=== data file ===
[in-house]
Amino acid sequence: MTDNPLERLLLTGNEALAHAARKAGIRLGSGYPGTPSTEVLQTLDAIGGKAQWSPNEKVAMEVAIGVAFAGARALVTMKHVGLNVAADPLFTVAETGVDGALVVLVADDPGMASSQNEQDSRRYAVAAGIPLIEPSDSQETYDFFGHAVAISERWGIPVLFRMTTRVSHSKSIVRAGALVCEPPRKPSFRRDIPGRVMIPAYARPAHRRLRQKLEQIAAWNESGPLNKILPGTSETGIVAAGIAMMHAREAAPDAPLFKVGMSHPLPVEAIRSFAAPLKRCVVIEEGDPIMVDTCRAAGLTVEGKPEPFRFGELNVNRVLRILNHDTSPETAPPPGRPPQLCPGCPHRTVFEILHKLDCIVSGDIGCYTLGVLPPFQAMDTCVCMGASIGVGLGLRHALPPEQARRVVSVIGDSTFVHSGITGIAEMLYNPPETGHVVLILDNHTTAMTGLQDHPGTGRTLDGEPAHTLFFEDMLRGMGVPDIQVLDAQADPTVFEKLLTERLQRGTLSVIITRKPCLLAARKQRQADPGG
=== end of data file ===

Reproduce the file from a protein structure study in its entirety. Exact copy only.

[in-house]
Amino acid sequence: MTDNPLERLLLTGNEALAHAARKAGIRLGSGYPGTPSTEVLQTLDAIGGKAQWSPNEKVAMEVAIGVAFAGARALVTMKHVGLNVAADPLFTVAETGVDGALVVLVADDPGMASSQNEQDSRRYAVAAGIPLIEPSDSQETYDFFGHAVAISERWGIPVLFRMTTRVSHSKSIVRAGALVCEPPRKPSFRRDIPGRVMIPAYARPAHRRLRQKLEQIAAWNESGPLNKILPGTSETGIVAAGIAMMHAREAAPDAPLFKVGMSHPLPVEAIRSFAAPLKRCVVIEEGDPIMVDTCRAAGLTVEGKPEPFRFGELNVNRVLRILNHDTSPETAPPPGRPPQLCPGCPHRTVFEILHKLDCIVSGDIGCYTLGVLPPFQAMDTCVCMGASIGVGLGLRHALPPEQARRVVSVIGDSTFVHSGITGIAEMLYNPPETGHVVLILDNHTTAMTGLQDHPGTGRTLDGEPAHTLFFEDMLRGMGVPDIQVLDAQADPTVFEKLLTERLQRGTLSVIITRKPCLLAARKQRQADPGG